By Dr. Louis J. DeGennaro, LLS President and CEO | January, 2018

We’ve just concluded one of the most historic years on record in terms of new therapy approvals for blood cancers. In all, the U.S. Food and Drug Administration (FDA) approved 18 therapies to treat patients with blood cancers, including some entirely new agents and some new uses for already approved drugs.

Among these approvals were the first new therapies – four to be precise – for acute myeloid leukemia (AML) after a 40-year drought in treatment advances for this deadly blood cancer. And two revolutionary CAR (chimeric antigen receptor) T-cell immunotherapies, which reprogram the body’s own T cells to find and kill cancer cells were approved for patients with leukemia and lymphoma. I’m proud to say that The Leukemia & Lymphoma Society (LLS) played a role in all but three of these advancements.

These achievements demonstrate that we’ve reached a new era in cancer treatment, but these new therapies can’t save lives if patients don’t have access to them. Consider the impact of natural disasters such as Hurricanes Harvey, Irma and Maria on blood cancer patients, who faced added distress from the loss of property and medical care to due flooding and not being able to reach their treatment centers. As a patients first organization, LLS committed up to $1 million to provide direct support to impacted communities in 2017, helping more than 1,500 patients and their families during their time of great need.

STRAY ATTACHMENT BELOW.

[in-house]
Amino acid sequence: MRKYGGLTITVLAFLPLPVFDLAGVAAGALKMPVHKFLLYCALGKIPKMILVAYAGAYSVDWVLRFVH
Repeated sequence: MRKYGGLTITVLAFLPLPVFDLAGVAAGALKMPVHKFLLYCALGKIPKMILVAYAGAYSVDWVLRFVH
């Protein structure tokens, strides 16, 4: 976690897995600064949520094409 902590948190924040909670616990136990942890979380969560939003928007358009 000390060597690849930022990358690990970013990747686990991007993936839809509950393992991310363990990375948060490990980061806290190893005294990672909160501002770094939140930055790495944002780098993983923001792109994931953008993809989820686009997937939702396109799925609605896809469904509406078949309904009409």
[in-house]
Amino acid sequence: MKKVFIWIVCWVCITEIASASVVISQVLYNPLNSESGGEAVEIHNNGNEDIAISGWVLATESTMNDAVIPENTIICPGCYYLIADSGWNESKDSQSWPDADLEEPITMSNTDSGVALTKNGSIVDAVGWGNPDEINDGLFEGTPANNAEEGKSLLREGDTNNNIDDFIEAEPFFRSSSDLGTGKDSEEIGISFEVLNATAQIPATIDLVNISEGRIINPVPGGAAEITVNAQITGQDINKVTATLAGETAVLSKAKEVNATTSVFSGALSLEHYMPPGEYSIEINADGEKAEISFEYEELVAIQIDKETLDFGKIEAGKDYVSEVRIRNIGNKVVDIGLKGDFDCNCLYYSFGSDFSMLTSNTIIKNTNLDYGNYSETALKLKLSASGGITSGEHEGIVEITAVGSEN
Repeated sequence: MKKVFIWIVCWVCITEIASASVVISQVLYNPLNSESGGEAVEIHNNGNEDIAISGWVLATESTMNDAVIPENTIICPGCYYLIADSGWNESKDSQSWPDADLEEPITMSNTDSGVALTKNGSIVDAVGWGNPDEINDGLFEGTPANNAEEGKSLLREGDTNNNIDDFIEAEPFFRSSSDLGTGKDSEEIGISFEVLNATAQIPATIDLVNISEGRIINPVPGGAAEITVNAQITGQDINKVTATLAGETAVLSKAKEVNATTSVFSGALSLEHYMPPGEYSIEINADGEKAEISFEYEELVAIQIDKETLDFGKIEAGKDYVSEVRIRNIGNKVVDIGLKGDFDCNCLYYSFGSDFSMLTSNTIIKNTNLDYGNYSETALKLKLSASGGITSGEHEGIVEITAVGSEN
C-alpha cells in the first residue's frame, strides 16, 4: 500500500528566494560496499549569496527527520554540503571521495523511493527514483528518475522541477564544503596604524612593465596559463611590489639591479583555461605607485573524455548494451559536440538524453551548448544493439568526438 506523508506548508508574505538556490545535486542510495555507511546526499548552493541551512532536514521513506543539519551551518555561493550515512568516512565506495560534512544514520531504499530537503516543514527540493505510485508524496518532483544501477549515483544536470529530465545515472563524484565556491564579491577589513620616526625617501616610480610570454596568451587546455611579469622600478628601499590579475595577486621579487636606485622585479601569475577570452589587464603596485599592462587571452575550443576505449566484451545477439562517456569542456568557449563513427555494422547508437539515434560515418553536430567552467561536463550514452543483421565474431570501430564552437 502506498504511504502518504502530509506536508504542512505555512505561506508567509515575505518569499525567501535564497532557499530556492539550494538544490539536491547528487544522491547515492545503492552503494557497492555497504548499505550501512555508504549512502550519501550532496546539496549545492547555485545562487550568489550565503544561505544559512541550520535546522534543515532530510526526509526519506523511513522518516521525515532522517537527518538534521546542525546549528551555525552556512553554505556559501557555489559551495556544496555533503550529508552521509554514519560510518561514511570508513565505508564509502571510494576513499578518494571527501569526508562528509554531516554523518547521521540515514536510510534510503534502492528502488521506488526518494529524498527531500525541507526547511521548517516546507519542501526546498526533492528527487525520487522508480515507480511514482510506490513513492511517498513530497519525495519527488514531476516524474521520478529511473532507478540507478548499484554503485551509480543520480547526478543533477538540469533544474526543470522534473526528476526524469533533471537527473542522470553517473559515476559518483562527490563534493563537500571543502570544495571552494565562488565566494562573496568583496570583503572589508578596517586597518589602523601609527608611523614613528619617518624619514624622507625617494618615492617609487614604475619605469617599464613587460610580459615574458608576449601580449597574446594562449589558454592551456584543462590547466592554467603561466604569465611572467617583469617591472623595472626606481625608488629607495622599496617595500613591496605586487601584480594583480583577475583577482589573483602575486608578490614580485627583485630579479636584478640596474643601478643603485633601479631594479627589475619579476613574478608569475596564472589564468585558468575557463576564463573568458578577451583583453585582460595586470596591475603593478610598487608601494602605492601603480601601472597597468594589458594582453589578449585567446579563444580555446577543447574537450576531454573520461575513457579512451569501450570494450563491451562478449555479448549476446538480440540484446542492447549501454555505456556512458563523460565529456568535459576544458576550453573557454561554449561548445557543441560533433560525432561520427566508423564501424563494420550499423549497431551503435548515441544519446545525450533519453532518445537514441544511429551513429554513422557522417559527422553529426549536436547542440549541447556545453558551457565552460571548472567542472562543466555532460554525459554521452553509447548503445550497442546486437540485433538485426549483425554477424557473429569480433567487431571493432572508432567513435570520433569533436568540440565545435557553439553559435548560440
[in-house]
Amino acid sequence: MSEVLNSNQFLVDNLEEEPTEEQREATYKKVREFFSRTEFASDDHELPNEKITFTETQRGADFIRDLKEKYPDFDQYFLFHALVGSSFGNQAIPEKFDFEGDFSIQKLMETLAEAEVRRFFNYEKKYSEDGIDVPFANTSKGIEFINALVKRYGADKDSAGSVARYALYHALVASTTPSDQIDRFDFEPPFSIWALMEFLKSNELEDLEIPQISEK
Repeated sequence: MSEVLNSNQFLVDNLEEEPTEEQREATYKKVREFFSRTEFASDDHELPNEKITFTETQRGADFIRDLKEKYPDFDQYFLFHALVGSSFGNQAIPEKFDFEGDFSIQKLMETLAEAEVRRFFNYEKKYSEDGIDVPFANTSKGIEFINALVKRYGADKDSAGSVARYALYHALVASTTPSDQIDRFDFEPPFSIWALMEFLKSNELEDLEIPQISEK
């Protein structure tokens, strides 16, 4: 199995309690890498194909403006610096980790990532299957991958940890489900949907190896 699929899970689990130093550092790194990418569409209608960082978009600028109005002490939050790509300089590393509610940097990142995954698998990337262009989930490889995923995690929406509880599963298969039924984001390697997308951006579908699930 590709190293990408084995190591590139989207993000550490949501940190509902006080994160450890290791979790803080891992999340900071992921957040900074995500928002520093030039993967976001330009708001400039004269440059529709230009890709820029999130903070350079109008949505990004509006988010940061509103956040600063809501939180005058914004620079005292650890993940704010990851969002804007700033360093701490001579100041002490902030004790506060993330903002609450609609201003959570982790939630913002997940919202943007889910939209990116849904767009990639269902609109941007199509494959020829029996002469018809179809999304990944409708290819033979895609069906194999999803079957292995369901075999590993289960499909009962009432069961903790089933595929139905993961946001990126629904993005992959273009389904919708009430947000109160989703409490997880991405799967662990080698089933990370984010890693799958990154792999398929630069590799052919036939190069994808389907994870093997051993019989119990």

Looking ahead, I expect the rapid pace of progress to accelerate this year, and LLS will continue to lead the charge to advance cutting-edge research to find cures and  ensure patients have access to these therapies.

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